Below is some info on how to change a site's domain name in a manner consistent with good SEO.
What you want to do is provide a 301 redirect for each page to the corresponding page in the new domain. If there is no a corresponding page you could do one of two things, redirect it to the top-level domain www.example.com) or leave it alone and the user will get a 404 Page Not Found error (not good!).
The Google Webmaster Blog provides step by step advice.
Here are the main points:
- Test the move process by moving the contents of one directory or subdomain first. Then use a 301 Redirect to permanently redirect those pages on your old site to your new site. This tells Google and other search engines that your site has permanently moved.
- Once this is complete, check to see that the pages on your new site are appearing in Google's search results. When you're satisfied that the move is working correctly, you can move your entire site. Don't do a blanket redirect directing all traffic from your old site to your new home page. This will avoid 404 errors, but it's not a good user experience. A page-to-page redirect (where each page on the old site gets redirected to the corresponding page on the new site) is more work, but gives your users a consistent and transparent experience. If there won't be a 1:1 match between pages on your old and new site, try to make sure that every page on your old site is at least redirected to a new page with similar content.
- If you're changing your domain because of site rebranding or redesign, you might want to think about doing this in two phases: first, move your site; and second, launch your redesign. This manages the amount of change your users see at any stage in the process, and can make the process seem smoother. Keeping the variables to a minimum also makes it easier to troubleshoot unexpected behavior.
- Check both external and internal links to pages on your site. Ideally, you should contact the webmaster of each site that links to yours and ask them to update the links to point to the page on your new domain. If this isn't practical, make sure that all pages with incoming links are redirected to your new site. You should also check internal links within your old site, and update them to point to your new domain. Once your content is in place on your new server, use a link checker like Xenu to make sure you don't have broken legacy links on your site. This is especially important if your original content included absolute links (like www.example.com/cooking/recipes/chocolatecake.html) instead of relative links (like .../recipes/chocolatecake.html).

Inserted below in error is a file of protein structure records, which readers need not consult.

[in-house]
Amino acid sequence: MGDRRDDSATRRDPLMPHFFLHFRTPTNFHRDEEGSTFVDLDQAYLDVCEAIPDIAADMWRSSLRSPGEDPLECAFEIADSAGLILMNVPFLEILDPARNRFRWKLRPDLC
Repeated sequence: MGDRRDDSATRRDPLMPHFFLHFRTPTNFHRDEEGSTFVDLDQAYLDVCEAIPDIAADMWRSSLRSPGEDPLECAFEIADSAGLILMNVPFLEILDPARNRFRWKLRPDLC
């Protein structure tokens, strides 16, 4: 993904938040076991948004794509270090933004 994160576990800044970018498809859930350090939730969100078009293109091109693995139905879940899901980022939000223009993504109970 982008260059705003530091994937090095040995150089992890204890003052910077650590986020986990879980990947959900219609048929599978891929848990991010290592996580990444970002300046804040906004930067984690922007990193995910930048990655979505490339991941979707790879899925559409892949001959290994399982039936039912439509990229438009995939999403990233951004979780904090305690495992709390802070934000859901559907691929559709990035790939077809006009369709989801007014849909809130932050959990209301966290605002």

- To prevent confusion, it's best to make sure you retain control of your old site domain for at least 180 days.
- Add your new site to your Webmaster Tools account, and verify your ownership of it. Then create and submit a Sitemap listing the URLs on your new site. This tells Google that your content is now available on your new site, and that we should go and crawl it.
- Finally, keep both your new and old site verified in Webmaster Tools, and review crawl errors regularly to make sure that the 301s from the old site are working properly, and that the new site isn't showing unwanted 404 errors.
Here are the important tips to think about:
- For each page on domain X, have it 301-redirect to the corresponding page on Y. (Typically this is done through .htaccess, but check with your hosting provider).
- http://www.google.com/webmasters is your friend. Keep an eye on it during the transition to make sure that the redirects are having the effect you want.
- Give it time. How quickly the transition is reflected in the results depends on how quickly Google will recrawl your site and see those redirects, which depends on a lot of factors including the current reputation of your site's pages.
- Don't forget to update your Sitemap and resubmit to Google Webmaster tools.
- If possible, don't substantially change the content of your pages at the same time you make the move. Otherwise, it will be difficult to tell if ranking changes are due to the change of content or incorrectly implemented redirects.
And finally here is a helpful video by Matt Cutts explaining the 301 Redirect process in pretty simple terms.